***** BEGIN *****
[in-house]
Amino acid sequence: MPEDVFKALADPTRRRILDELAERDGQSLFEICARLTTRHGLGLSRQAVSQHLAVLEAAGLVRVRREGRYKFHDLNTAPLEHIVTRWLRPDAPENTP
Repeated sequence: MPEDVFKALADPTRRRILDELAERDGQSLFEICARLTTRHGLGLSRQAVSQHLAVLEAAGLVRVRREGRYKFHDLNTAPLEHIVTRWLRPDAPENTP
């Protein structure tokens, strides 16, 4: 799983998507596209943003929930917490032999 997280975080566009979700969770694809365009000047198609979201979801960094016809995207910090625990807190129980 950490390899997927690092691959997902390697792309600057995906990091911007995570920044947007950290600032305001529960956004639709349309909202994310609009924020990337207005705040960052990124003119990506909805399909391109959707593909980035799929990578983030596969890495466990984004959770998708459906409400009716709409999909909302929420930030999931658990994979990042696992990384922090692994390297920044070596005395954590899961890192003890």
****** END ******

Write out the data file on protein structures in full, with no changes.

[in-house]
Amino acid sequence: MPEDVFKALADPTRRRILDELAERDGQSLFEICARLTTRHGLGLSRQAVSQHLAVLEAAGLVRVRREGRYKFHDLNTAPLEHIVTRWLRPDAPENTP
Repeated sequence: MPEDVFKALADPTRRRILDELAERDGQSLFEICARLTTRHGLGLSRQAVSQHLAVLEAAGLVRVRREGRYKFHDLNTAPLEHIVTRWLRPDAPENTP
């Protein structure tokens, strides 16, 4: 799983998507596209943003929930917490032999 997280975080566009979700969770694809365009000047198609979201979801960094016809995207910090625990807190129980 950490390899997927690092691959997902390697792309600057995906990091911007995570920044947007950290600032305001529960956004639709349309909202994310609009924020990337207005705040960052990124003119990506909805399909391109959707593909980035799929990578983030596969890495466990984004959770998708459906409400009716709409999909909302929420930030999931658990994979990042696992990384922090692994390297920044070596005395954590899961890192003890």